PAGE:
Chennai Journal
Sunday, February 04, 2007
Back to Jodhpur

I never did finish writing about Lia's and my trip to Rajasthan, especially the trip to Jodhpur. As Jaipur is called "the pink city," Jodhpur is known as "the blue city." You don't have to be there long to understand why. As the photo shows, building exteriors in the old city are awash in blue.

This has an interesting history. A section of the town was occupied by the Brahmins (highest Hindu caste) and they washed their houses in blue to identify themselves. Over time, non-Brahmins also adopted the distinctive coloring for its practical application--keeping cool in the hot Rajashthan summers.

The train station in Jodhpur, which Lia and I experienced because we took the train from Jaipur, is probably one of the sleaziest I've seen here. In the main lobby, hundreds of people, most looking like beggars, were sleeping when we arrived shortly after midnight. Touts were all about, and it was a good thing I had arranged for the hotel to pick us up, especially since the hotel was almost 10 kilometers outside the city.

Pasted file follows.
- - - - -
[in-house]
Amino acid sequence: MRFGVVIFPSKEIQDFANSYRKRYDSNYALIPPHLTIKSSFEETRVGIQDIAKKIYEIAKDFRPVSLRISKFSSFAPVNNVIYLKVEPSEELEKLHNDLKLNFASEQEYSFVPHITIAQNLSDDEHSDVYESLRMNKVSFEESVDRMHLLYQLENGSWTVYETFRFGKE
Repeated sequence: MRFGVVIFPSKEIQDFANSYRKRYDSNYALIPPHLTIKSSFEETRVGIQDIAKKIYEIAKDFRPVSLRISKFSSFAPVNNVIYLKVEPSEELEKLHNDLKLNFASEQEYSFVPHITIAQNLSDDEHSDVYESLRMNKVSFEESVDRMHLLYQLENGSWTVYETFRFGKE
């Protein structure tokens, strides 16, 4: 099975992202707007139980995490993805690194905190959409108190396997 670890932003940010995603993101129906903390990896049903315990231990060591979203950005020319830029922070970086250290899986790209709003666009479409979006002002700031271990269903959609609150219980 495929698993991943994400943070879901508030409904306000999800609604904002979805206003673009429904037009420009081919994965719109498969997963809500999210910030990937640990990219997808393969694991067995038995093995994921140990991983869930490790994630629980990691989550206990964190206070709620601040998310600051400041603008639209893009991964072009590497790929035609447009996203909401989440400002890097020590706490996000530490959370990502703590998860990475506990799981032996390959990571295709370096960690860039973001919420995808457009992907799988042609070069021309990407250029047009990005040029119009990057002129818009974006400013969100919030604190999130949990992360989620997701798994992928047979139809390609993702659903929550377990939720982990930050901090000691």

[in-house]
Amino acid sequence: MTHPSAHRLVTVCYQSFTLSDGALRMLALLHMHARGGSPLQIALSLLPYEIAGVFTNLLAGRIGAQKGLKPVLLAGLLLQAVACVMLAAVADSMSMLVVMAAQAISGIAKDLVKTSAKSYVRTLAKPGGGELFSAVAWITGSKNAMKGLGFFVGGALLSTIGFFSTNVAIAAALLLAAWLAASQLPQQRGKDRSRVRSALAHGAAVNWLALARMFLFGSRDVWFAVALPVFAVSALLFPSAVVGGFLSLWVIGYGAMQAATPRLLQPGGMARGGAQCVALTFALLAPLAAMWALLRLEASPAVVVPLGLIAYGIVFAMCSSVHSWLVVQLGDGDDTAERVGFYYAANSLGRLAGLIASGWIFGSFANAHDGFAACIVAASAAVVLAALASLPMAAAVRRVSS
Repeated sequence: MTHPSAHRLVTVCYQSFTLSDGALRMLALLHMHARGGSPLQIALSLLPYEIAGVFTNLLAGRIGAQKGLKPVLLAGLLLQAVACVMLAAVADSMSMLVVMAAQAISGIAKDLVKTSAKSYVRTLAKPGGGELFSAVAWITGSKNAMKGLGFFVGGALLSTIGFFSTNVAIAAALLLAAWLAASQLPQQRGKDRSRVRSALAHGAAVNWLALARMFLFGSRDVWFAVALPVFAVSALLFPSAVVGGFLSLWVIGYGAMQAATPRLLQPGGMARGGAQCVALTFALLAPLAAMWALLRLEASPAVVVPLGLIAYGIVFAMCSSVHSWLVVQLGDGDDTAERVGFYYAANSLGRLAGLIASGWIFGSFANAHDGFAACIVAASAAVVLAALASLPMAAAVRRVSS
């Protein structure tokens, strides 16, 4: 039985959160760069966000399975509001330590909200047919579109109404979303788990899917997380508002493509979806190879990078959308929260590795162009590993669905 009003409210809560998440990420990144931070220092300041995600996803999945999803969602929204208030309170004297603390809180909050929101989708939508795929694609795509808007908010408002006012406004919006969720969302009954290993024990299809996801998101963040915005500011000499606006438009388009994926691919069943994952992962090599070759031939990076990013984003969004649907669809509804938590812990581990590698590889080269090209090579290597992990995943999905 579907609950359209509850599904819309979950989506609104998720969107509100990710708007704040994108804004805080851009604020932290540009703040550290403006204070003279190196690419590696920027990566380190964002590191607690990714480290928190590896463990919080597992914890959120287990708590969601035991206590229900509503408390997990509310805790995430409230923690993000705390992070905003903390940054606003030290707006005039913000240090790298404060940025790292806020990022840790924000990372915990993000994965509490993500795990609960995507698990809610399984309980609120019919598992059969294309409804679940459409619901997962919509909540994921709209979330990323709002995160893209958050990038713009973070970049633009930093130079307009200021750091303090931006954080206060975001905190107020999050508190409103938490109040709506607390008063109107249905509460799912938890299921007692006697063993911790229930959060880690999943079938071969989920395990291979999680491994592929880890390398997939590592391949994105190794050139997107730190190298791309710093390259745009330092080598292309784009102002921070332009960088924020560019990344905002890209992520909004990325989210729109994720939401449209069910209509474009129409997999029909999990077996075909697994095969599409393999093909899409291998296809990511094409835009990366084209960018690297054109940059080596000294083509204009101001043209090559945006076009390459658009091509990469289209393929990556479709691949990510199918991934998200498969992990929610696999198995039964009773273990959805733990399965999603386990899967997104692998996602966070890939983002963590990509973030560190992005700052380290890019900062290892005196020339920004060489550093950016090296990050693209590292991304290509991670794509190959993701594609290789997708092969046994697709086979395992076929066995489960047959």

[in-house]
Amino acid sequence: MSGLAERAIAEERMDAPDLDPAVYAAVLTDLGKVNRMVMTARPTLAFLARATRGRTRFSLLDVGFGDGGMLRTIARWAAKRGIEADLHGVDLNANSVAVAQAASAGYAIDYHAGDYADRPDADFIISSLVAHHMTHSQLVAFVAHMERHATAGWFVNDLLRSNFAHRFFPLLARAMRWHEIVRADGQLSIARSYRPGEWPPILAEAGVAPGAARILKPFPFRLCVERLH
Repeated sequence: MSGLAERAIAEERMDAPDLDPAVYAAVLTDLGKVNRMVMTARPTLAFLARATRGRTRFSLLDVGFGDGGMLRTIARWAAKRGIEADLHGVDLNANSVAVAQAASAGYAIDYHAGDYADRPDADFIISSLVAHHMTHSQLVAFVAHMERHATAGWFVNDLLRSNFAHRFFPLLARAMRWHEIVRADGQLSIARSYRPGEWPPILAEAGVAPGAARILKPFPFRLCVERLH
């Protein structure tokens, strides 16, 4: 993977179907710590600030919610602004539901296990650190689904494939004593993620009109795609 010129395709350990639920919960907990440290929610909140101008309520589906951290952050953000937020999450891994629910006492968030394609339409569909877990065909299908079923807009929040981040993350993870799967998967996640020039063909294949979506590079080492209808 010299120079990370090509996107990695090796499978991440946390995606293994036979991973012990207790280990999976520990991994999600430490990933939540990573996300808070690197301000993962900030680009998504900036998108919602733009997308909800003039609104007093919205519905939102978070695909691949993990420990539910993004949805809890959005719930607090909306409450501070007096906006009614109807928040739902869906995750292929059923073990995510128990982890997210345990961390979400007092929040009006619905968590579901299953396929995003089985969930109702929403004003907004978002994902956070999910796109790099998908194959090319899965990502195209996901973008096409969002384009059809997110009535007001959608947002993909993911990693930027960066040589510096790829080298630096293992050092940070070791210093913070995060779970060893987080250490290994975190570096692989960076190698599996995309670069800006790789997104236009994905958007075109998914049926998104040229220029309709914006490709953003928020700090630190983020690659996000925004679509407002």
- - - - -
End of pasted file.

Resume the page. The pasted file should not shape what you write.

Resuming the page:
The most imposing and impressive feature in Jodhpur is the Meherangarh Fort, which overlooks the city. In retrospect I was glad I chose this place to visit with Lia, because the climb would have been difficult to impossible for either Roberta or Marty. The climb is worth it, though--the view of the old city from on high is breathtaking.

And yes, the origin of jodhpur riding pants is this city, which is world famous for polo. There are museums and lots of pictures from the days of the Raj, and if you're so inclined, you can even have a pair made while you wait. (I didn't).

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